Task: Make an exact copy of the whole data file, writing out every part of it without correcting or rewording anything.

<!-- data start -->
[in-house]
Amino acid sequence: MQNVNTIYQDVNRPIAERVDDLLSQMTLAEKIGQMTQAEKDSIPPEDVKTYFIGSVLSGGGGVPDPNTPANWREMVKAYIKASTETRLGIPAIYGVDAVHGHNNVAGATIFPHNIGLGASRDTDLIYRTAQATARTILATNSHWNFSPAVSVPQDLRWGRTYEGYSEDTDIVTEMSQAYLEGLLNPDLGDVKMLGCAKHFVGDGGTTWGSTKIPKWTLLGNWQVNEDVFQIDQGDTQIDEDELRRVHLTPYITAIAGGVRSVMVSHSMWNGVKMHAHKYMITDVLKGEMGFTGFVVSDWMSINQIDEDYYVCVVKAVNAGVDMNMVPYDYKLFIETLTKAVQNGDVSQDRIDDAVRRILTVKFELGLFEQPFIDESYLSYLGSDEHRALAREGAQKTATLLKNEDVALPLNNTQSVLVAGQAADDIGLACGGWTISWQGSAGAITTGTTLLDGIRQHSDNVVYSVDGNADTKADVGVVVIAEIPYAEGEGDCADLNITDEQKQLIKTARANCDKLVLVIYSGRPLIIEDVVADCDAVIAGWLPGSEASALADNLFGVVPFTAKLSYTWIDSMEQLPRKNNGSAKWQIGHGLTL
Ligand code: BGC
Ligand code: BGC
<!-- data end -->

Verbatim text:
[in-house]
Amino acid sequence: MQNVNTIYQDVNRPIAERVDDLLSQMTLAEKIGQMTQAEKDSIPPEDVKTYFIGSVLSGGGGVPDPNTPANWREMVKAYIKASTETRLGIPAIYGVDAVHGHNNVAGATIFPHNIGLGASRDTDLIYRTAQATARTILATNSHWNFSPAVSVPQDLRWGRTYEGYSEDTDIVTEMSQAYLEGLLNPDLGDVKMLGCAKHFVGDGGTTWGSTKIPKWTLLGNWQVNEDVFQIDQGDTQIDEDELRRVHLTPYITAIAGGVRSVMVSHSMWNGVKMHAHKYMITDVLKGEMGFTGFVVSDWMSINQIDEDYYVCVVKAVNAGVDMNMVPYDYKLFIETLTKAVQNGDVSQDRIDDAVRRILTVKFELGLFEQPFIDESYLSYLGSDEHRALAREGAQKTATLLKNEDVALPLNNTQSVLVAGQAADDIGLACGGWTISWQGSAGAITTGTTLLDGIRQHSDNVVYSVDGNADTKADVGVVVIAEIPYAEGEGDCADLNITDEQKQLIKTARANCDKLVLVIYSGRPLIIEDVVADCDAVIAGWLPGSEASALADNLFGVVPFTAKLSYTWIDSMEQLPRKNNGSAKWQIGHGLTL
Ligand code: BGC
Ligand code: BGC